Harry Cleaver debates Hillel Ticktin: on capitalism's present crisis... danger and opportunity

A debate organised by Radical Chains and London Notes in the 1990s

It's not often that you can bring together people from very different revolutionary traditions for a public debate that attracts one hundred and thirty five people who represent most strands of the revolutionary left as it exists in this country today.

Harry Cleaver, a former editor of the journal Zerowork and author of Reading Capital Politically (Harvester/Humanities, 1979), was one participant in this debate.

The other was Hillel Ticktin, editor of the journal Critique and author of a series of important articles on the political economy of the USSR.

Cleaver is an American who has drawn on and developed the important work of Italian autonomists such as Toni Negri and Mario Tronti, helping to challenge various 'orthodox' versions of marxism and placing class struggle firmly at the centre of his analysis.

Ticktin, of South African origin, is closer to the Trotskyist tradition (although he carefully distances himself from the orthodox Trotskyism of the Fourth International) but no less innovative than the autonomists in his approach which has helped stress the importance of the law of value.

The debate was organised by Radical Chains in conjunction with the autonomist magazine London Notes. The organisers believed that there is not enough interchange between the different fragments of the Marxist tradition and when they heard that Cleaver would be visiting Britain in July they decided to ask him if he would debate with Ticktin. While there has always been a degree of criticism within autonomism or within Trotskyism or within situationism, critical engagement between different traditions has been rare. It is this engagement of the adherents of one tradition with the ideas of another which is necessary if the fragmentation and dispersal of the revolutionary left is to be overcome.

HILLEL TICKTIN:

When looking at the present capitalist crisis it appears to me that there are four aspects to it. Since it's not possible for me to go into any detail in twenty minutes I am just going to have to assume that people have some understanding of certain of the concepts. So in the first instance it seems to me we are talking about the long wave and a long term downturn that began roughly in 1973. My view of the long wave is not the same as Ernest Mandel who most people would identify with it. I'd see it much rather in a kind of classical way which underlies what I am going to say and might differentiate me, I'm not at all certain, from the other speaker. That is to say, if one looks at the movement of history in Marxist terms, there are always two aspects to it: the movement in the categories themselves and the class struggle. And it seems to me the art or duty of the Marxist is to be able to put the two together correctly to see how, in fact, the form of the class struggle is merging with movement of the categories. If one simply analyses the movement of the class struggle you will not understand the history. All you do is end up with an amount of empirical detail, which is useful but which will not really give you a proper understanding of the nature of the economic system or movement. So one has to understand the categories. In other words, in this instance, one has to understand what is happening to value, to accumulation.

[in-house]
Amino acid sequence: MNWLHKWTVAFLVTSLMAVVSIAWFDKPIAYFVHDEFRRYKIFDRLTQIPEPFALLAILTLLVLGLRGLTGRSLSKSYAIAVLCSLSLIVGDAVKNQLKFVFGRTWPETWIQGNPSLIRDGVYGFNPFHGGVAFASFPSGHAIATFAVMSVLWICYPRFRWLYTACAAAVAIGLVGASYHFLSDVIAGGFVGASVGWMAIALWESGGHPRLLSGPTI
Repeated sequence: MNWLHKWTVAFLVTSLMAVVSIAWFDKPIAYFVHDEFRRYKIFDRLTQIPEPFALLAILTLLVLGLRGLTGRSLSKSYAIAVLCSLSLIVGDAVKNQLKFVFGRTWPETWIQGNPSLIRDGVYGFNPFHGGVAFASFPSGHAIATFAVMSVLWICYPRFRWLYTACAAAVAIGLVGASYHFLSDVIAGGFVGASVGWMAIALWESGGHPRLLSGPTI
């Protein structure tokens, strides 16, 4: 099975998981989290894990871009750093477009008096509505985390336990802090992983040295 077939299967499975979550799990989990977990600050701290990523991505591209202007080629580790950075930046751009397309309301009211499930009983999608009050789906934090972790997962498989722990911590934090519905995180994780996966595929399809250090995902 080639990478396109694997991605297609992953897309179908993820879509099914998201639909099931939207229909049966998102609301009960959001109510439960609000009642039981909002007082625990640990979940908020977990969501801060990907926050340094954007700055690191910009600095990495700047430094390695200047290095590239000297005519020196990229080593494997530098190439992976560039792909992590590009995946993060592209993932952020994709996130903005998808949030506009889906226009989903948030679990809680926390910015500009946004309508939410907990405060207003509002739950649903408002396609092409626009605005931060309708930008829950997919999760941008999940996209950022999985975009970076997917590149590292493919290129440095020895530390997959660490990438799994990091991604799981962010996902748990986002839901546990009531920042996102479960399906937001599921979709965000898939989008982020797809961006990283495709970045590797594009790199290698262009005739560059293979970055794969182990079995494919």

Now the difference I think that I have with Mandel here is that Mandel looks at it in a much more technical way and would place much more accent effectively on accumulation and technological change. I don't. For me the long waves are much more to do with changes which are related to accumulation which in turn is related to the class struggle itself.

Accumulation has proceeded to a certain point, the class struggle has become so intense, that the capitalist class sees the only solution in pulling the plug, if one can put it that way. And I think that is precisely what happened in 1973. In 1973 they realised - I think it was completely conscious - that unless they went for a long-term downturn and raised the level of unemployment, they would be faced with increasing demands for control over production. The result was the permanent mass unemployment that we have seen over the last twenty to thirty years.

But what they also did, and that's the second aspect of this crisis, was to go for finance capital. That is to say, they switched from the overall decision that had been made by the capitalist class of 1940, and made more permanent in 1945 when they decided to go for industrial capital. If you look at it historically, when referring to the world capitalist economic structure, the various documents of the Comintern constantly refer to finance capital. If you look at Trotsky and Lenin, they refer to finance capital and never to anything else.